Grandma & Falling Springs Mill

A large part of my knowledge and interest in Ozarks history started with my Grandmother. She was a wonderful oil painter and especially loved to paint the many mills scattered around the Ozarks. One of the things I cherished most after her passing was a set of mills that she painted from Ozark County. I have Rockbridge, Zanoni, Hammond and Hodgson (We were not able to get the Dawt painting).

After getting home, I was pleased to find a small mill painting that I had initially overlooked. My pleasure soon turned to surprise though when I turned the painting over and saw Grandma’s handwriting:

“Falling Springs Mill in Oregon Co. Mo. where the Browns came to Missouri and settled here. They built the mill and a dog-trot house near here and lived there. The house was burned to the ground by vandals around 1940’s after the Browns sold it to the U.S. Forest Service. Our Brown Reunion was held there 2 different times”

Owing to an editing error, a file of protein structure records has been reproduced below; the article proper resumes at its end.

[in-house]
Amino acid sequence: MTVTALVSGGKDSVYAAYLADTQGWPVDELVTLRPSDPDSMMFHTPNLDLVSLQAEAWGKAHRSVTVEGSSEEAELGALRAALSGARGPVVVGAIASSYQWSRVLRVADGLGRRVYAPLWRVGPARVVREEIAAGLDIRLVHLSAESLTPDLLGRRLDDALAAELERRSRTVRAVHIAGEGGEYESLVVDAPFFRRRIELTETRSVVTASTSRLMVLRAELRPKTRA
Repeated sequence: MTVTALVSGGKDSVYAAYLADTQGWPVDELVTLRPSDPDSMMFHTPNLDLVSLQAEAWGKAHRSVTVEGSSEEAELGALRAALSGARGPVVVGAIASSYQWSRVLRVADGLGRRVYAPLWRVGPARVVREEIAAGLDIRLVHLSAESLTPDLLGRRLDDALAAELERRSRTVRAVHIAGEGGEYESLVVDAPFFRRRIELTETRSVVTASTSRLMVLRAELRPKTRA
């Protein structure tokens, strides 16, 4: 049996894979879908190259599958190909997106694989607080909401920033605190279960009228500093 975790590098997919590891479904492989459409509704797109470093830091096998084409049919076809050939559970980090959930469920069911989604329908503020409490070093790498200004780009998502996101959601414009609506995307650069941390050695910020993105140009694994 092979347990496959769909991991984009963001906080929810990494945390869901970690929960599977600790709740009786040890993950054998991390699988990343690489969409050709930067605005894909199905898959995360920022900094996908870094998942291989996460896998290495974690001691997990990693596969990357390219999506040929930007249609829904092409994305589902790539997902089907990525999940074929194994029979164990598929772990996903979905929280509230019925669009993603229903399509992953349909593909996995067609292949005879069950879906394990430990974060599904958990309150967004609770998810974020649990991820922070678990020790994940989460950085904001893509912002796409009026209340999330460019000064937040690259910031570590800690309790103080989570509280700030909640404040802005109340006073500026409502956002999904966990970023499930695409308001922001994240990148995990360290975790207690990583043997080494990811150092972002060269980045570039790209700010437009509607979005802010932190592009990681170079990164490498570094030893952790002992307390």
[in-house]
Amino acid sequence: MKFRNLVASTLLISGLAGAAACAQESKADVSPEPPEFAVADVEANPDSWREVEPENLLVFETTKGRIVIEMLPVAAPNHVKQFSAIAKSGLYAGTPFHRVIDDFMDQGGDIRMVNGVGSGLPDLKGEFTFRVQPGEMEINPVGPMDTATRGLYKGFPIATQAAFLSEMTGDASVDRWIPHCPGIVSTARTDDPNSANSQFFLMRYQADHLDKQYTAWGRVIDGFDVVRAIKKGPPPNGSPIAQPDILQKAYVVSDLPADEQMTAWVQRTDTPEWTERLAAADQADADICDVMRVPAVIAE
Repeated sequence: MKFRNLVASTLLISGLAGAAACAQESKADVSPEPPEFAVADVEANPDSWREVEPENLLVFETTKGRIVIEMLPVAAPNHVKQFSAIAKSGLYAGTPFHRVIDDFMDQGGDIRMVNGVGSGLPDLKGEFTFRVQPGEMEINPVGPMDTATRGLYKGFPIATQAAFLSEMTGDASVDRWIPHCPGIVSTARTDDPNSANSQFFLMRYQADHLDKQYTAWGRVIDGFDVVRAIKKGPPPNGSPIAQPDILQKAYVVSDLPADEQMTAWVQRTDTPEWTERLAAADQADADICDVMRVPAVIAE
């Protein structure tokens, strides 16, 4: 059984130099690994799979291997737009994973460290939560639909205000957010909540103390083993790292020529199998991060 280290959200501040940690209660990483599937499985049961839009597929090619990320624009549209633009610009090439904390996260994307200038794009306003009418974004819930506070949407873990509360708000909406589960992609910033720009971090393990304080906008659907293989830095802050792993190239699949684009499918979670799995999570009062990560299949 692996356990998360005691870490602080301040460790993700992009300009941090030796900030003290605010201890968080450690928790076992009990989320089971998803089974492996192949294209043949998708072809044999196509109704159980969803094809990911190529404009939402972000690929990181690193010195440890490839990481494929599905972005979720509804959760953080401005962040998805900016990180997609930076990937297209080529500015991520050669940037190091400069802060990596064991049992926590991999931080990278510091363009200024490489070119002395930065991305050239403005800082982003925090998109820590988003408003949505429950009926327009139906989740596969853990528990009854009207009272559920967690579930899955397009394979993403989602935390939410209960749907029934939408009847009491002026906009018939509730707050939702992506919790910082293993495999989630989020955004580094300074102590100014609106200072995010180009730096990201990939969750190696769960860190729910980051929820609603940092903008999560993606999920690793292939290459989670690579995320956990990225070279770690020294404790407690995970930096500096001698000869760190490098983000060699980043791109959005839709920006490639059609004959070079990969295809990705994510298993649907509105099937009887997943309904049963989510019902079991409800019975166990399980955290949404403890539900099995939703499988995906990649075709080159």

Now I know that Grandma and I had talked about most of the mills in Missouri, but we had never talked about that one. I wanted stories. I wanted history. Now she was gone and I would have neither.  I needed to know more.

A few calls to The Forest Service and a car trip with the family, found me standing where my ancestors had settled in Missouri. Nearby, I also found the The Thomas Brown Cabin and The Falling Springs Cemetery.

Thomas Brown was the first of my family to come to Missouri from Tennessee just before the Civil War.  He had found this picturesque spot in the Ozarks and built a cabin for his family.  I stood there staring at my own family history.  I was touching the hew marks from a Great Great Great Grandfathers adze.  As moving as it was, I couldn’t help but wish for Grandma to be there to share it with me and to let me ask her all the questions that were racing through my mind. How much more did she know? About the cabin.  About the mill. About Thomas Brown. Why wasn’t he buried next to his wife in the cemetery?

Over the years many of these questions have been answered.  But their answers have in turn raised even more questions.  Questions….Take my advice and ask them now. It is our responsibility to listen and record history just as much as it is others responsibility to pass-down what they know.

BTW, …I will have some exciting news about Falling Springs Mill and the Thomas Brown cabin in a few weeks.  Stay tuned.

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